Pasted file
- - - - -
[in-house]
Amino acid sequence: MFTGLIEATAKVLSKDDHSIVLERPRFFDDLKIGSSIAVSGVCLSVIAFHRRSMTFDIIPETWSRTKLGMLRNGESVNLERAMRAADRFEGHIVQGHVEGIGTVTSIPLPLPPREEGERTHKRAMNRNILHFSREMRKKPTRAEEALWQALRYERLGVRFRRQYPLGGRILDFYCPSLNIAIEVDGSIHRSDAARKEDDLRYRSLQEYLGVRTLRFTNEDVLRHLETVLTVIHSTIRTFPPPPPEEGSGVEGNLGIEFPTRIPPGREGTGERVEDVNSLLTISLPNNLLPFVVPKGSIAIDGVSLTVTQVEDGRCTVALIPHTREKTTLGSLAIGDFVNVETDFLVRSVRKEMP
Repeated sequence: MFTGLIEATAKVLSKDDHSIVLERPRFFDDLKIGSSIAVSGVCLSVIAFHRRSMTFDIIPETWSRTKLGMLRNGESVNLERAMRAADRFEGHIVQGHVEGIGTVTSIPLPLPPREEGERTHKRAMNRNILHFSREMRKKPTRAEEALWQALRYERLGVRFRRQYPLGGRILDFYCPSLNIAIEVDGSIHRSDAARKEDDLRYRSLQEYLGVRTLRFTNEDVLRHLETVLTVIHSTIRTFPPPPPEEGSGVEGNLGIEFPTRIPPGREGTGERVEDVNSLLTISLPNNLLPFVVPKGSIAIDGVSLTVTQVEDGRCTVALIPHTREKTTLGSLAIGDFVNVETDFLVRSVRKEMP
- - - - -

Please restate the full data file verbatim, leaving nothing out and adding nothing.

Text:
[in-house]
Amino acid sequence: MFTGLIEATAKVLSKDDHSIVLERPRFFDDLKIGSSIAVSGVCLSVIAFHRRSMTFDIIPETWSRTKLGMLRNGESVNLERAMRAADRFEGHIVQGHVEGIGTVTSIPLPLPPREEGERTHKRAMNRNILHFSREMRKKPTRAEEALWQALRYERLGVRFRRQYPLGGRILDFYCPSLNIAIEVDGSIHRSDAARKEDDLRYRSLQEYLGVRTLRFTNEDVLRHLETVLTVIHSTIRTFPPPPPEEGSGVEGNLGIEFPTRIPPGREGTGERVEDVNSLLTISLPNNLLPFVVPKGSIAIDGVSLTVTQVEDGRCTVALIPHTREKTTLGSLAIGDFVNVETDFLVRSVRKEMP
Repeated sequence: MFTGLIEATAKVLSKDDHSIVLERPRFFDDLKIGSSIAVSGVCLSVIAFHRRSMTFDIIPETWSRTKLGMLRNGESVNLERAMRAADRFEGHIVQGHVEGIGTVTSIPLPLPPREEGERTHKRAMNRNILHFSREMRKKPTRAEEALWQALRYERLGVRFRRQYPLGGRILDFYCPSLNIAIEVDGSIHRSDAARKEDDLRYRSLQEYLGVRTLRFTNEDVLRHLETVLTVIHSTIRTFPPPPPEEGSGVEGNLGIEFPTRIPPGREGTGERVEDVNSLLTISLPNNLLPFVVPKGSIAIDGVSLTVTQVEDGRCTVALIPHTREKTTLGSLAIGDFVNVETDFLVRSVRKEMP